“I was like, look, the asphalt will come in in time. You just got to stomach out the first couple of years. That kind of thing. I don’t know. I just didn’t see the need to do it. Others did and wanted to do it, and you’ve got to trust your people and listen to what they say. I’m talking from experience and pure gut instinct. They’re talking to me about all these friction coefficients and these devices they use to measure it. And so there’s a difference there.
“Most of the time they’re right when they use those devices. Sometimes they’re wrong. The key is to know when science is right and when your gut is right.”
Asked if the traction compound seems like a crutch that detracts from more important things, Gossage told Ryan:
“I look at it like there’s so much noise from a few people, the vocal minority, about so many things related to the sport, that it’s hard to know when to stick your fingers in your ear and ignore it. Because you want to listen to fans. It’s another one of those judgment things you’ve got to make. Yeah, I hear all the time from the detractors, and I thought Kansas was a watershed moment in NASCAR, but you hear these detractors, and you want to say, ‘Look, we’re not running a stock car off the showroom floor with an 8-inch bias-ply treaded tire anymore.’
“That’s not what we do. That’s not what this sport is. It’s evolved. It’s changed. The forward path is not a bad thing. It’s a tough line to straddle to stay in the old days where certain things were great because the way they were, and you also have to advance or die. So what do you listen to and who? The good old days for me are different from the good old days for you and somebody else. If I listen to most detractors, the good old days … the first Cup race I saw in person, Darrell Waltrip beat Bobby Allison by a lap. I thought it was the greatest thing I’d ever seen. Well if you did that today, they’d tear the place down. So you got to grow.”
As for Kansas being a “watershed moment,” Gossage said: “I thought Kansas was the first time where all the things that the playoffs bring about in every sport: Intrigue. Intensity. Mayhem. Nerves. Who’s in, who’s out. On and on. Great things. That was the story. That is what each playoff race needs to be like.”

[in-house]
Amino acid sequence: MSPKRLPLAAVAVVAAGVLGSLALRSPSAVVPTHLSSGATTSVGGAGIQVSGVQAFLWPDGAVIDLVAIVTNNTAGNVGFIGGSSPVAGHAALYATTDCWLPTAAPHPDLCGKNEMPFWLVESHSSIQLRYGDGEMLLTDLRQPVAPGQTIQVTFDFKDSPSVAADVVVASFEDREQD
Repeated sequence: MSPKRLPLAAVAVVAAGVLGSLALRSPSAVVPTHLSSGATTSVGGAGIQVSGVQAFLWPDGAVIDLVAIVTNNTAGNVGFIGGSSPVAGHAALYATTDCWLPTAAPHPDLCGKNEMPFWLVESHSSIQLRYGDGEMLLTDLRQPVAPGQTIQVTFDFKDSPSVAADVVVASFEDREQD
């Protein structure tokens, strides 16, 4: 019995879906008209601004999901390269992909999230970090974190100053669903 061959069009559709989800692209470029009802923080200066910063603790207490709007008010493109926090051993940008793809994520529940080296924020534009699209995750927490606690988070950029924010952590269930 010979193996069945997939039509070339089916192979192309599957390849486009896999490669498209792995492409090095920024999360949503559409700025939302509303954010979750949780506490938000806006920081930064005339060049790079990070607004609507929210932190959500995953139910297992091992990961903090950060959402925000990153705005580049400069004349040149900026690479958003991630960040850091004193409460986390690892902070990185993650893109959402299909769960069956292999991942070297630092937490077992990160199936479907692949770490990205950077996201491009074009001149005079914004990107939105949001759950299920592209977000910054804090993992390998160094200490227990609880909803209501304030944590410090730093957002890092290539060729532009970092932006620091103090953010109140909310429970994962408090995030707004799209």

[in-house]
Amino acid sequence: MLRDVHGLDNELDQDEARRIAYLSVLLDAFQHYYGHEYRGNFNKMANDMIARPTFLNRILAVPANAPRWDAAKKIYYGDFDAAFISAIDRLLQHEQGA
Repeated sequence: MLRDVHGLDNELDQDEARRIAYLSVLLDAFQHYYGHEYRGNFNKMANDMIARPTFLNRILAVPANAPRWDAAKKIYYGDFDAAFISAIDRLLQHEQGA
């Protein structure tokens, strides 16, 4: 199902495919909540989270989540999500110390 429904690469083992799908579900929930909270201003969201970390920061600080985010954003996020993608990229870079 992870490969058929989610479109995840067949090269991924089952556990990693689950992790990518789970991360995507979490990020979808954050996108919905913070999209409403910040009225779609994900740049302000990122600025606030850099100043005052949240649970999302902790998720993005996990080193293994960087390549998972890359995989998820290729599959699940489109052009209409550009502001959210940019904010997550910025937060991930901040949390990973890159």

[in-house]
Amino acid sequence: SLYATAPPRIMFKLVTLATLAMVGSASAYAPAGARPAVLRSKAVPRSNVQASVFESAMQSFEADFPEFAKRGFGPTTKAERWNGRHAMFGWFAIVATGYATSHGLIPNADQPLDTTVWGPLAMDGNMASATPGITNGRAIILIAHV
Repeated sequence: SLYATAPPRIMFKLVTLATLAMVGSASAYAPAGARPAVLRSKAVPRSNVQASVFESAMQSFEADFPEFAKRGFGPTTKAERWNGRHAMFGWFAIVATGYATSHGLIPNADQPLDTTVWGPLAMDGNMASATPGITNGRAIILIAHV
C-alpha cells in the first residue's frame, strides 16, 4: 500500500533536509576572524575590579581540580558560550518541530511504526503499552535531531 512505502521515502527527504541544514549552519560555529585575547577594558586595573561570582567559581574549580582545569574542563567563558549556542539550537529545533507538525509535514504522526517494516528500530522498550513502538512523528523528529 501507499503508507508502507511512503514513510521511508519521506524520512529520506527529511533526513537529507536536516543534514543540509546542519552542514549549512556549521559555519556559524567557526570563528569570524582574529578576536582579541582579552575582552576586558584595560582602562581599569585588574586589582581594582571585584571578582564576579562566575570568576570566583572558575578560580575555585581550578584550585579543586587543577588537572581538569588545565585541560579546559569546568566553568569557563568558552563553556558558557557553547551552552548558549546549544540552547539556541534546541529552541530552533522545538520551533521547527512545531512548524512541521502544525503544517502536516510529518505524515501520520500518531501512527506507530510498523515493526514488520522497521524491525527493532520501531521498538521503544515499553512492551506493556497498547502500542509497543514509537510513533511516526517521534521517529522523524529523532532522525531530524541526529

3. Right tracks at the right time
Kevin Harvick enters this weekend at Texas having finished in the top 10 each of the past 10 races there, tying Greg Biffle for the longest steak of consecutive top 10s at that track.
No other drivers have had more than six consecutive top 10s at Texas. Since the track was repaved and reconfigured in 2017, Harvick has a 3.2 average finish in five races. He won two of those races.
But this is just the beginning for Harvick with some of his best tracks.
After Texas, the series heads to ISM Raceway. Harvick has 12 consecutive top-10 finishes going into that race.
The season finale is in Miami and Harvick has scored 11 consecutive top 10s there.
4. Moving closer to record
Martin Truex Jr.’s win last weekend at Martinsville gave Joe Gibbs Racing its 17th victory of the season.
The record for wins in a season by one organization in the modern era (since 1972) is held by Hendrick Motorsports, which won 18 of 36 races in 2007.
JGR has three races left to tie or surpass Hendrick Motorsports’ accomplishment.
5. F1 announces cost cap for 2021
Formula 1 announced several changes this week for the 2021 season, including a cost cap. That’s something that could be in place in NASCAR by 2021.
The F1 cost cap will limit teams to $175 million for the calendar year and is based on 21 races. The cap will not include wages for drivers, the team’s three highest paid personnel, marketing costs and travel costs. A NASCAR team cap is not expected to include driver salaries.